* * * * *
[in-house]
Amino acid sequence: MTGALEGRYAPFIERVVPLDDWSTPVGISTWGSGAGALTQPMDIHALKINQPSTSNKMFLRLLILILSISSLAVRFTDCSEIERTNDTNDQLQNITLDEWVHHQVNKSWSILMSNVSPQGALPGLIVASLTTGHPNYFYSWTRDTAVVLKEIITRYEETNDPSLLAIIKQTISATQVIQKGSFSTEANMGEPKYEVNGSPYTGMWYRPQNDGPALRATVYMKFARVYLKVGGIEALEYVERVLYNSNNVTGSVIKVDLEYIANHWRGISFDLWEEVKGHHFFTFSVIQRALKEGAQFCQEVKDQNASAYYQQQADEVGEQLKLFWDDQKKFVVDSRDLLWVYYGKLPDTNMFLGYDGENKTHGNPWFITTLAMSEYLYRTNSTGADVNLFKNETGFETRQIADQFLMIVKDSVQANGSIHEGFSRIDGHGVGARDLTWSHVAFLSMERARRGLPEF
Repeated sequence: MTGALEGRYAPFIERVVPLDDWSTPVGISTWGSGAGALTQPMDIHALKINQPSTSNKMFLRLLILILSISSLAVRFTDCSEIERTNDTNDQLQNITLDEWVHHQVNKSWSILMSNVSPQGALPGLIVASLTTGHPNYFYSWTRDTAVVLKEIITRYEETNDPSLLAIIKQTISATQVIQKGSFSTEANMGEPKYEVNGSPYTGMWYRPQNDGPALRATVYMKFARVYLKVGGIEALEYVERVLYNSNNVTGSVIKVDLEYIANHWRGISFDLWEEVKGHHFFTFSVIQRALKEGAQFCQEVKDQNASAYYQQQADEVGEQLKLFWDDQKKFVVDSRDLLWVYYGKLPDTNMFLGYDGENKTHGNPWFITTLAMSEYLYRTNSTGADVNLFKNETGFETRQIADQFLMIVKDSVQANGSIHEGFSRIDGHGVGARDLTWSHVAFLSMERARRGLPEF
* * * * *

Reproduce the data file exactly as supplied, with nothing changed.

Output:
[in-house]
Amino acid sequence: MTGALEGRYAPFIERVVPLDDWSTPVGISTWGSGAGALTQPMDIHALKINQPSTSNKMFLRLLILILSISSLAVRFTDCSEIERTNDTNDQLQNITLDEWVHHQVNKSWSILMSNVSPQGALPGLIVASLTTGHPNYFYSWTRDTAVVLKEIITRYEETNDPSLLAIIKQTISATQVIQKGSFSTEANMGEPKYEVNGSPYTGMWYRPQNDGPALRATVYMKFARVYLKVGGIEALEYVERVLYNSNNVTGSVIKVDLEYIANHWRGISFDLWEEVKGHHFFTFSVIQRALKEGAQFCQEVKDQNASAYYQQQADEVGEQLKLFWDDQKKFVVDSRDLLWVYYGKLPDTNMFLGYDGENKTHGNPWFITTLAMSEYLYRTNSTGADVNLFKNETGFETRQIADQFLMIVKDSVQANGSIHEGFSRIDGHGVGARDLTWSHVAFLSMERARRGLPEF
Repeated sequence: MTGALEGRYAPFIERVVPLDDWSTPVGISTWGSGAGALTQPMDIHALKINQPSTSNKMFLRLLILILSISSLAVRFTDCSEIERTNDTNDQLQNITLDEWVHHQVNKSWSILMSNVSPQGALPGLIVASLTTGHPNYFYSWTRDTAVVLKEIITRYEETNDPSLLAIIKQTISATQVIQKGSFSTEANMGEPKYEVNGSPYTGMWYRPQNDGPALRATVYMKFARVYLKVGGIEALEYVERVLYNSNNVTGSVIKVDLEYIANHWRGISFDLWEEVKGHHFFTFSVIQRALKEGAQFCQEVKDQNASAYYQQQADEVGEQLKLFWDDQKKFVVDSRDLLWVYYGKLPDTNMFLGYDGENKTHGNPWFITTLAMSEYLYRTNSTGADVNLFKNETGFETRQIADQFLMIVKDSVQANGSIHEGFSRIDGHGVGARDLTWSHVAFLSMERARRGLPEF